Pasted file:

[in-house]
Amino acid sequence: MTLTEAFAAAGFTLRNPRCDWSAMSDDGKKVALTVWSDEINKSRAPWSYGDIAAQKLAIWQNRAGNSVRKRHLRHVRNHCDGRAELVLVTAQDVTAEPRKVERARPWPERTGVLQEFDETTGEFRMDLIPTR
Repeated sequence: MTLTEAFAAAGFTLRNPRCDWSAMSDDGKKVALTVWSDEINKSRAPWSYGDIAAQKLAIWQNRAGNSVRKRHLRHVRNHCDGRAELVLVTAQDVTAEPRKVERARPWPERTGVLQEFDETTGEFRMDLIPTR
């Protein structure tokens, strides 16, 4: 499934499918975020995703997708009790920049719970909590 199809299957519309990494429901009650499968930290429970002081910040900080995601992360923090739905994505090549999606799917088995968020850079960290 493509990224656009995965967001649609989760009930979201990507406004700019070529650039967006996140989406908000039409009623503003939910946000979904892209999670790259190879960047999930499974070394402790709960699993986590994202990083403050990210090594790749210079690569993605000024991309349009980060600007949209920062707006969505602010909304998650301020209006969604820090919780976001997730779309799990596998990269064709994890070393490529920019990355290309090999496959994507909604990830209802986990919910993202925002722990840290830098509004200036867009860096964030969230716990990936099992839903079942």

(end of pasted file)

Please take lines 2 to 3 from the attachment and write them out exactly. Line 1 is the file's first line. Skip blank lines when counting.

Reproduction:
Amino acid sequence: MTLTEAFAAAGFTLRNPRCDWSAMSDDGKKVALTVWSDEINKSRAPWSYGDIAAQKLAIWQNRAGNSVRKRHLRHVRNHCDGRAELVLVTAQDVTAEPRKVERARPWPERTGVLQEFDETTGEFRMDLIPTR
Repeated sequence: MTLTEAFAAAGFTLRNPRCDWSAMSDDGKKVALTVWSDEINKSRAPWSYGDIAAQKLAIWQNRAGNSVRKRHLRHVRNHCDGRAELVLVTAQDVTAEPRKVERARPWPERTGVLQEFDETTGEFRMDLIPTR